Advanced Micro Devices Inc, targeting new markets as personal computer sales decline, unveiled chips designed to run slot machines, factory robots, airport signs, medical equipment and other devices.
One of Silicon Valley's oldest chipmakers, AMD has been losing money as consumers increasingly favor tablets over laptops and desktops.
AMD wants to customize more of its chips for a wide range of non-PC devices. It expects PC chip designs modified for those new devices to account for at least a fifth of its revenue by the end of 2013.
The chips announced Monday, all code-named after predatory birds such as the Bald Eagle, are for graphics, low-power devices and high-performance computing. They will be available next year.
AMD is planning a push into the small but growing microserver market, combining ARM Holdings' architecture typically used in smartphones with the x86 architecture common in servers. Unlike ARM chips for smartphones, AMD's ARM chips will be 64 bits, allowing them to make better use of memory in data centers.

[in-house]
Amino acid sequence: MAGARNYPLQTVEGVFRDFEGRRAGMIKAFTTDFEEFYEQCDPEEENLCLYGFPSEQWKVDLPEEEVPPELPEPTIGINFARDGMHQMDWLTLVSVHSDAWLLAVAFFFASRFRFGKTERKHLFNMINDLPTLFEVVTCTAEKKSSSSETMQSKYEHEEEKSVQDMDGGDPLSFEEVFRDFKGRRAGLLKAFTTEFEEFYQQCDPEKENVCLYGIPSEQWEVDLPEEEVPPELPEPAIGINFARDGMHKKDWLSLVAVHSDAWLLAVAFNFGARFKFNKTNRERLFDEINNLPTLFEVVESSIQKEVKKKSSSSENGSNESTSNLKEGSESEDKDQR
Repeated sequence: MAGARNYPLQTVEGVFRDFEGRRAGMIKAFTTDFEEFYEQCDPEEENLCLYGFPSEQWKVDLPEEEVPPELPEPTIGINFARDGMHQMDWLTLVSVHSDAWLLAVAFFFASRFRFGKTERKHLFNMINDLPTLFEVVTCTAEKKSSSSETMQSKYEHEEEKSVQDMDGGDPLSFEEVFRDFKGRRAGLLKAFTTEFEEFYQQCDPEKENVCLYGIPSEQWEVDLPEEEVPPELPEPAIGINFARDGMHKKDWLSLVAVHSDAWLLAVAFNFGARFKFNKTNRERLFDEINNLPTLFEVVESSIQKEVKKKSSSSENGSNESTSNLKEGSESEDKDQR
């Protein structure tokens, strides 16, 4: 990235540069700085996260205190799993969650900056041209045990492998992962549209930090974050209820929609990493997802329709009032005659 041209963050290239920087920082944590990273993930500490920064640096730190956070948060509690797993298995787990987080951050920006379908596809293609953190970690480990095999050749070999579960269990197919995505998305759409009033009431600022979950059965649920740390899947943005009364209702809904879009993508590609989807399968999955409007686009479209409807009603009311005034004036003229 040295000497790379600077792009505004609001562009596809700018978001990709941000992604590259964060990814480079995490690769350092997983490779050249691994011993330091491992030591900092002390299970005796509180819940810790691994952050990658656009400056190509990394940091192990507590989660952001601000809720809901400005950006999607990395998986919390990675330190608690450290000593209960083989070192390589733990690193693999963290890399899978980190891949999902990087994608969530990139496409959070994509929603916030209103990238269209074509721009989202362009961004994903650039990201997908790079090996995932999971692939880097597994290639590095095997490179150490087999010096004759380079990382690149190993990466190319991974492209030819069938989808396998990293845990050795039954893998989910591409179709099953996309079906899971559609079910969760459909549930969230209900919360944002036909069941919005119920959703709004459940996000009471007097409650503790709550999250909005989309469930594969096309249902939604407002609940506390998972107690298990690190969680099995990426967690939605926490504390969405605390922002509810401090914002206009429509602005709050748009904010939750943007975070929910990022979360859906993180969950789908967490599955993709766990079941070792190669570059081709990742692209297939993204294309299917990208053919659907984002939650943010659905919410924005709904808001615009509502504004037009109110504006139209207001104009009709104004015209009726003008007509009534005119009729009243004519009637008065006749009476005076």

"With x86 it's something we've had a long time. With ARM, we're helping build the 64-bit ecosystem along with industry leaders," Arun Iyengar, general manager of embedded solutions at AMD, told reporters at a news conference.
Asked about progress in non-PC markets, Iyengar said AMD's chips are widely used in airplanes' heads-up displays as well as in medical imaging equipment and factory robots.
AMD processors are being used in Microsoft Corp's upcoming Xbox One and Sony Corp's next-generation PlayStation game consoles, both set to launch later this year.
Worldwide shipments of PCs are likely to fall 9.7 percent this year as consumers continue to favor mobile gadgets, IDC said in a recent report.
© Thomson Reuters 2013